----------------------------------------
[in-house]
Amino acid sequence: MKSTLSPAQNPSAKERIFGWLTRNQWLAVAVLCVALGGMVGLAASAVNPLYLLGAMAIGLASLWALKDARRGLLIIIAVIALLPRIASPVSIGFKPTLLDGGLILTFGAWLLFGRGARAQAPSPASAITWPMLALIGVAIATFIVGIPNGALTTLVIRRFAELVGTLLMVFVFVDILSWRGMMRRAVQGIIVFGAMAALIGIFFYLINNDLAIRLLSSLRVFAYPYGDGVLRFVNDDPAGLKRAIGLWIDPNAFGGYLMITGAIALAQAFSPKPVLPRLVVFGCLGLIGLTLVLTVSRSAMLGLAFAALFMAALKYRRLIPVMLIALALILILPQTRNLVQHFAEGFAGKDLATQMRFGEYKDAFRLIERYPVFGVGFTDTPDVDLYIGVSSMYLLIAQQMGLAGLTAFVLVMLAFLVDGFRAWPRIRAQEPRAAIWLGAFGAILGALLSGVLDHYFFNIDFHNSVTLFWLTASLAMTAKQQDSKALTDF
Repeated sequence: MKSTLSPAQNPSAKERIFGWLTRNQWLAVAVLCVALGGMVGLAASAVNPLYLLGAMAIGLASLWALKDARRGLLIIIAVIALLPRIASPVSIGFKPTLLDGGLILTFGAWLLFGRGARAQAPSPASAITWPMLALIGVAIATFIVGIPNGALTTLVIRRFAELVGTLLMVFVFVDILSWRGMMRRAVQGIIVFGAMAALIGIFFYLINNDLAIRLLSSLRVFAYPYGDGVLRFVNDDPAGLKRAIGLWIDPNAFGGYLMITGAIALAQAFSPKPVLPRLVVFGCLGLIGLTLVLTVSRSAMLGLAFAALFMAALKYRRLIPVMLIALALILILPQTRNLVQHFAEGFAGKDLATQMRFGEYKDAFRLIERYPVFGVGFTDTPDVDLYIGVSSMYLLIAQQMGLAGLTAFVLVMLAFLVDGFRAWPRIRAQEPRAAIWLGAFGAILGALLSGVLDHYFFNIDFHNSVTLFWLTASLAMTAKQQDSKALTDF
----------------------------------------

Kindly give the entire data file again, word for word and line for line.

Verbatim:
[in-house]
Amino acid sequence: MKSTLSPAQNPSAKERIFGWLTRNQWLAVAVLCVALGGMVGLAASAVNPLYLLGAMAIGLASLWALKDARRGLLIIIAVIALLPRIASPVSIGFKPTLLDGGLILTFGAWLLFGRGARAQAPSPASAITWPMLALIGVAIATFIVGIPNGALTTLVIRRFAELVGTLLMVFVFVDILSWRGMMRRAVQGIIVFGAMAALIGIFFYLINNDLAIRLLSSLRVFAYPYGDGVLRFVNDDPAGLKRAIGLWIDPNAFGGYLMITGAIALAQAFSPKPVLPRLVVFGCLGLIGLTLVLTVSRSAMLGLAFAALFMAALKYRRLIPVMLIALALILILPQTRNLVQHFAEGFAGKDLATQMRFGEYKDAFRLIERYPVFGVGFTDTPDVDLYIGVSSMYLLIAQQMGLAGLTAFVLVMLAFLVDGFRAWPRIRAQEPRAAIWLGAFGAILGALLSGVLDHYFFNIDFHNSVTLFWLTASLAMTAKQQDSKALTDF
Repeated sequence: MKSTLSPAQNPSAKERIFGWLTRNQWLAVAVLCVALGGMVGLAASAVNPLYLLGAMAIGLASLWALKDARRGLLIIIAVIALLPRIASPVSIGFKPTLLDGGLILTFGAWLLFGRGARAQAPSPASAITWPMLALIGVAIATFIVGIPNGALTTLVIRRFAELVGTLLMVFVFVDILSWRGMMRRAVQGIIVFGAMAALIGIFFYLINNDLAIRLLSSLRVFAYPYGDGVLRFVNDDPAGLKRAIGLWIDPNAFGGYLMITGAIALAQAFSPKPVLPRLVVFGCLGLIGLTLVLTVSRSAMLGLAFAALFMAALKYRRLIPVMLIALALILILPQTRNLVQHFAEGFAGKDLATQMRFGEYKDAFRLIERYPVFGVGFTDTPDVDLYIGVSSMYLLIAQQMGLAGLTAFVLVMLAFLVDGFRAWPRIRAQEPRAAIWLGAFGAILGALLSGVLDHYFFNIDFHNSVTLFWLTASLAMTAKQQDSKALTDF